After more than a year of telephone and email exchanges, Sylvia Lindgren is pleased to learn an eroding section of Sunnybrae-Canoe Point Road is going to be fixed.
Lindgren, who lives along Sunnybrae-Canoe Point Road, said the section of concern is about 10 kilometres from the Highway 1 intersection, between two bends in the road along the eastbound lane where, instead of a shoulder, she said the terrain slopes abruptly for about 20 feet towards Shuswap Lake.
Lindgren said the Ministry of Transportation and Infrastructure (MOTI) and its highways maintenance contractor, AIM Roads, know the location well, and it has been marked with cones and signs since March of last year.
Concerned with the eroding section, Lindgren began contacting AIM and MOTI after seeing the markings to inquire when the road would be fixed. She said each told her it was the other’s responsibility.
Numerous emails were exchanged and, more than a year later, Lindgren still hadn’t received an answer.
And then she contacted the Observer which, on April 27, contacted MOTI.
On April 29, the Observer, and Lindgren, had an answer.
In an emailed response from the ministry, it was explained MOTI was aware of the issue and that the area of concern had been marked to alert travellers and ensure safety. The ministry said geotechnical, environmental and property assessments have been completed and the ministry is working to secure the permits and licences necessary for construction to proceed with repairs to the site.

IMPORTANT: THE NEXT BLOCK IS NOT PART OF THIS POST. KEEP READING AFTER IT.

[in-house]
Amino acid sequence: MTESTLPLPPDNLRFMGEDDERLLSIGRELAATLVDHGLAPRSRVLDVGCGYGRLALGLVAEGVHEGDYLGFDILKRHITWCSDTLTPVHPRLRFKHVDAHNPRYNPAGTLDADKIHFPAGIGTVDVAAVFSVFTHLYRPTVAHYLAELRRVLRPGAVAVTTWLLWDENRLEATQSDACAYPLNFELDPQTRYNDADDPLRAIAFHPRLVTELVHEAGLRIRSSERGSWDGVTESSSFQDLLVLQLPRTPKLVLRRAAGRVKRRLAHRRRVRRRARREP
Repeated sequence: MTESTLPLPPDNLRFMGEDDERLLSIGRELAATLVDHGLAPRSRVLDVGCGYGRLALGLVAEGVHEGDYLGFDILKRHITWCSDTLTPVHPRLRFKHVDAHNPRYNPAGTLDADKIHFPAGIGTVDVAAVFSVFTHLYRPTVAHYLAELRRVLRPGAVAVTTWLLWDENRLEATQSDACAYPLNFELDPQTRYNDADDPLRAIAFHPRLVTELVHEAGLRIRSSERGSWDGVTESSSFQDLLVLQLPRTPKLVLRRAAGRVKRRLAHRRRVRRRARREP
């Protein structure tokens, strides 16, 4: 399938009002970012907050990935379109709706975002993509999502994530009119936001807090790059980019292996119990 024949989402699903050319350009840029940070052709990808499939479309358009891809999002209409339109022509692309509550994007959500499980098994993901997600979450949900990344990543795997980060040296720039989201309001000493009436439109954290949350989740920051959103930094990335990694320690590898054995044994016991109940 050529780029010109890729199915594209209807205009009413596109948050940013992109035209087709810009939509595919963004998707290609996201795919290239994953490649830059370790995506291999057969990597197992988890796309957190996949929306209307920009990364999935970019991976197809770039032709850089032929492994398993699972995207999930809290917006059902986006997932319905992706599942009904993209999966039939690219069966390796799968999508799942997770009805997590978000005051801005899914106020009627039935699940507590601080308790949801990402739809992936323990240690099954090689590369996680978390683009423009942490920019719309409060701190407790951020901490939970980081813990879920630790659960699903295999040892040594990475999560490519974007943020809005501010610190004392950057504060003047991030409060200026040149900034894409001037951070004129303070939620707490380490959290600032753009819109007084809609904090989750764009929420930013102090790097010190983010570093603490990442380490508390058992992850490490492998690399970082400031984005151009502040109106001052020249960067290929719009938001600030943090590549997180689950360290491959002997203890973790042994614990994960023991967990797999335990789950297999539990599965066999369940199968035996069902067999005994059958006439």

“The ministry anticipates construction will take place this fall and will continue to monitor the site until repairs are complete,” reads MOTI’s reply.
Lindgren was grateful to know the work would be done before next winter, when the risk would be hidden under snow.
“I wonder if the MOTI has a way to communicate with area residents to keep them apprised?” Lindgren asked.
The former Tappen resident said she has been surprised by the amount of traffic on Sunnybrae-Canoe Point Road, even during seasons outside the summer rush of tourists.
“I’ve never been so surprised as I was when I moved out there and realized there’s a nightmare load of traffic on that road every single day,” said Lindgren. “I can’t imagine what a whole summer is going to be like of that.”
Lindgren noted the ministry did respond and repair other issues she’d reported, including a pothole and a plugged ditch. But she is concerned the road wasn’t constructed for the amount of traffic it now gets.
“I would say no,” said Lindgren, adding she’s OK with that as long as it’s kept in good shape and people understand they need to slow down a bit. “I don’t want them to put a freeway out there.”
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